Georgetown University’s Newspaper of Record since 1920

The Hoya

Georgetown University’s Newspaper of Record since 1920

The Hoya

Georgetown University’s Newspaper of Record since 1920

The Hoya

GOODMAN | NFL Coaches: Time to Roll the Dice


“Let’s play it safe.”

This reassuring mantra brings to mind wisdom and seasoned restraint. So why does this sentence cost NFL head coaches game after game?

Football coaching doctrine essentially mandates adherence to cautious, by-the-book play calling. Without much thought, coaches know to punt on fourth down, “take the points” when in field goal range and generally not try too much funny stuff.

Let the players play, right? Indeed, coaches tacitly understand that they will be pilloried for an unconventional move gone wrong, whereas devastating acts of omission go mostly undetected. Playing it safe makes coaches themselves feel safe.

The problem is that coaching a football game properly is closer to making smart gambles in Vegas than making safe investments for retirement.

Advanced metrics collected over the past decade indicate that conventional coaching wisdom is wrong on several fronts. Explore the internet and read in extensive detail why, for example, coaches should almost never elect to punt in their opponent’s territory — the potential yardage gained by punting is slim and is far outweighed by the opportunity to score yourself!

Blogs like FiveThirtyEight have pinpointed specific game situations that call for riskier strategizing than what currently occurs, but the key to generating a paradigm shift among coaches is understanding what got them here in the first place. In other words, these individual situations are connected, and coaches must undergo an attitude adjustment to do their jobs better.

Coaches play it safe because, when between a rock and a hard place, they would greatly prefer to make errors of omission instead of errors of commission.

An error of commission is like trying a fake punt. If that goes wrong, everyone remembers; critics will say the coach lost his team the game. An error of omission is like being down seven points in the fourth quarter to a superior opponent, scoring a touchdown with seconds remaining and electing to kick an extra point to force overtime.

In this case, the coach should go for two points because his team converts those attempts at 55 percent, while going into overtime on-the-road against a superior opponent gives you far less than a 55 percent chance at winning.

Uh …  a little more complicated.

Coaches rarely get called out for errors of omission. Yet errors of omission are equally costly.

It is easy to see how enticing the “Just don’t screw it up” mantra is for NFL head coaches. The culture reinforces itself by rewarding coaches who stick to the script.

Still, I’m confident that things are changing. Plenty of that change is owed to — and this is tough to admit as a diehard New York Giants fan — New England Patriots Head Coach Bill Belichick. When he is not drawing attention for his fashion-forward hoodie choices, testy media quips or dubious ethics, Belichick is reinventing NFL coaching strategy in a good way.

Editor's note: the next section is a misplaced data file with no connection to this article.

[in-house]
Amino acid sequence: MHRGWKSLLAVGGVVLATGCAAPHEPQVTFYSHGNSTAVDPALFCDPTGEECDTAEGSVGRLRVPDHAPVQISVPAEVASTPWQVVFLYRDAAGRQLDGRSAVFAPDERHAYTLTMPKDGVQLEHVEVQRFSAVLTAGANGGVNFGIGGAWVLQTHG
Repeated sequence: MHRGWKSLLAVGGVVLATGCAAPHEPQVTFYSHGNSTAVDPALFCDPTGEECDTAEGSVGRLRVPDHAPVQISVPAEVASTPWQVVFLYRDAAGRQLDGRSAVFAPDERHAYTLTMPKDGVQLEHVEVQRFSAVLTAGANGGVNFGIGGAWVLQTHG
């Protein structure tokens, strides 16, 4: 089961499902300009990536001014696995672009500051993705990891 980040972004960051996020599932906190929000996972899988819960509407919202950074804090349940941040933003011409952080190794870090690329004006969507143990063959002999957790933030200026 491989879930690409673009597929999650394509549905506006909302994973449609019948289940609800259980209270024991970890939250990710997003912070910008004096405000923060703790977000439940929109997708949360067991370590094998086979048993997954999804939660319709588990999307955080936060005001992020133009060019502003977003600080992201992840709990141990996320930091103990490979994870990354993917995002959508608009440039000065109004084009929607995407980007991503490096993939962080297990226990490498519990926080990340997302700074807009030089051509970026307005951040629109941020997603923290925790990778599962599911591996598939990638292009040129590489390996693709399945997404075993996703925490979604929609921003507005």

His odd formations, trick plays and other marvelous within-the-rulebook adaptations befuddle and frustrate other coaches, who essentially accuse Belichick of making them learn new things.

Sure, Belichick is mortal and a committer of errors of commission. He took major heat in 2009 when Peyton Manning drove the rival Indianapolis Colts to victory after a Patriots’ failed fourth down attempt —almost any other coach would have punted.

Nonetheless, Belichick’s logic was sound even if the result was undesirable, and he stuck to his guns during the postgame press conference. Now, not many question the wisdom of the five-time Super Bowl champion.

Slowly, the “Belichickian School” is catching on.

Pittsburgh Steelers Head Coach Mike Tomlin is a no-nonsense guy coaching in a no-nonsense town for a no-nonsense team. That’s why it was so incredible that last season he decided — publically and vocally — to embrace the two-point conversion with dramatic frequency.

Hope abounds. If the cocoon into which coaches retreat when “playing it safe” continues to erode, they will, so to speak, be forced out into the open — forced to think through decisions they previously did not need to. Perhaps general managers will finally start to voice as much disapproval at errors of omission as they do at errors of commission. Perhaps coaches will read books like L. Jon Wertheim’s and Tobias Moskowitz’s “Sportscasting” and wonder just how many opportunities they’ve lost from excess caution.

Or perhaps the play-it-safe doctrine is too ingrained to be displaced. Either way, here’s to more gambling, more fun and more putting players in the best position to win.

Ben Goodman is a sophomore in the School of Foreign Service. “WHAT’S THE CALL?” appears every Friday.

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